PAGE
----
We are not called to combat the structural injustice in our world through the same methodology of the kingdoms of this world. We are to be as lambs amongst wolves. We are to embody radical love and radical peace; we are to be fully aware that the path ahead calls us to lay our lives down in sacrifice, always looking for the wellbeing of the other above and beyond our own welfare.
If we were to do so, if the church were to do this, our world would be changed.
And as we do so, we will come up against the powers that be. In verse 17 we are told that the 70 who had been sent had come up against demons. And in verse 18 we read; ‘I watched Satan fall from heaven like a flash of lightening’.
We too face the powers of this world. The powers of greed and selfishness, the powers of the military arms trade, that represents structural sin, for even if no weapon were every to be fired; the multi-trillion dollar industry divests colossal sums of money away from money that could be spent eradicating hunger and preventable diseases, and many of the causes that lead to war.
We too, as a church, are called in Jesus name to confront the demonic powers of our age, but we do so by walking in the footsteps of our Saviour and Lord. Through a life of outpoured love and sacrifice, and it is no coincidence that it was on the cross, at the place of radical identification with all who are crushed, oppressed and crucified on the altars of power and greed in our word; it is there where the powers of death are defeated.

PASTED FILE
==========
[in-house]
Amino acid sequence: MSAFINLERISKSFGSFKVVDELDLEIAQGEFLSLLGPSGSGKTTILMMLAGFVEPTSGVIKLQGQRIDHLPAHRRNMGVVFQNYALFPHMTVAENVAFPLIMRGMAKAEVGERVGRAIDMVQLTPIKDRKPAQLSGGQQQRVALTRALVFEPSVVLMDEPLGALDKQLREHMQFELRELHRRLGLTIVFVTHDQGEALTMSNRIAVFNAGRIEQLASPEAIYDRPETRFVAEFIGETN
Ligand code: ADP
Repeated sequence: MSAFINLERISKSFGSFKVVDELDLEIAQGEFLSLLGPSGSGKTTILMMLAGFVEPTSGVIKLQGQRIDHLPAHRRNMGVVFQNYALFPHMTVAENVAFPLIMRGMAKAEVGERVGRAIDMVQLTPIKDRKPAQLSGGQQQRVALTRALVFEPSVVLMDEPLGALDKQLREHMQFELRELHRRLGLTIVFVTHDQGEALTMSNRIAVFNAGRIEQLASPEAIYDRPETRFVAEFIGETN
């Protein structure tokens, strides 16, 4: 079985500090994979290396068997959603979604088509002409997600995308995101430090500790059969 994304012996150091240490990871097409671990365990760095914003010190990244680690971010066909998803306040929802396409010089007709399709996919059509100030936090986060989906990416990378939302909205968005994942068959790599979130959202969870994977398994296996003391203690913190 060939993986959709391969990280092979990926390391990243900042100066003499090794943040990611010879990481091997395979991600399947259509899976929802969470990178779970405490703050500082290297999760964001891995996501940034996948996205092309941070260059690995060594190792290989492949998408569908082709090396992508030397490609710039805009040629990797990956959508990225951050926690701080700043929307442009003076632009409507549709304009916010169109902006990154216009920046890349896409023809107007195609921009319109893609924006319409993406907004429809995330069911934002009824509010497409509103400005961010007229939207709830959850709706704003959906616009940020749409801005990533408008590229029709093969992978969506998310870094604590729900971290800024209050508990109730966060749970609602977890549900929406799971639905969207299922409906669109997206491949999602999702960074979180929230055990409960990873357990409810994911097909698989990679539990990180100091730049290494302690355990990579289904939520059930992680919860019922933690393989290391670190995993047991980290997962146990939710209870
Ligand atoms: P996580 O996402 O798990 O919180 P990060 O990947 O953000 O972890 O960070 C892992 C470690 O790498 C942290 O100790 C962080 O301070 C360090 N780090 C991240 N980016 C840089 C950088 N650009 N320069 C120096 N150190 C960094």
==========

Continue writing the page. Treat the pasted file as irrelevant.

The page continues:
In our OT reading from Isaiah 66, we read in verses 10 & 11:
Rejoice with Jerusalem, and be glad for her, all you who love her; rejoice with her in joy all who mourn over her; that you may nurse and be satisfied from her consoling breast; that you may drink deeply with delight from her glorious bosom.
Throughout Scripture, Jerusalem is not only representative of a physical city, where have the privilege of being right now, but it is also representative of the place where heaven comes to earth. It is representative of the kingdom of heaven touching earth, the place of encounter between God and humanity. And it is to be (as we read in these verses) a place of joy, but also a place of lament and of consolation; for do we not experience all of these emotions as we go through life?
Jerusalem, God’s kingdom here on earth, does not promise security, wealth or safety for all those who live and move and have their being within the God of love; but God does promise comfort, during the times of difficulty and suffering that inevitably will come our way. In verse 13 we read:
As a mother comforts her child, so I will comfort you; you shall be comforted in Jerusalem.
We are called to go into the word in the name of Jesus. In the name of the one who is the prince of peace, with healing in his wings, and whose life embodies the word of God in everything that he says and does.
Jesus is calling us this morning.
Calling us from the barren wastelands of despair where we so often languish, calling us into service, calling us to go before him, preparing the way, so that his Kingdom of love, compassion and justice may be built, even in such a world as ours.
Glory be to the father, and to the son, and to the Holy Spirit, as it was in the beginning is now, and evermore shall be. Amen.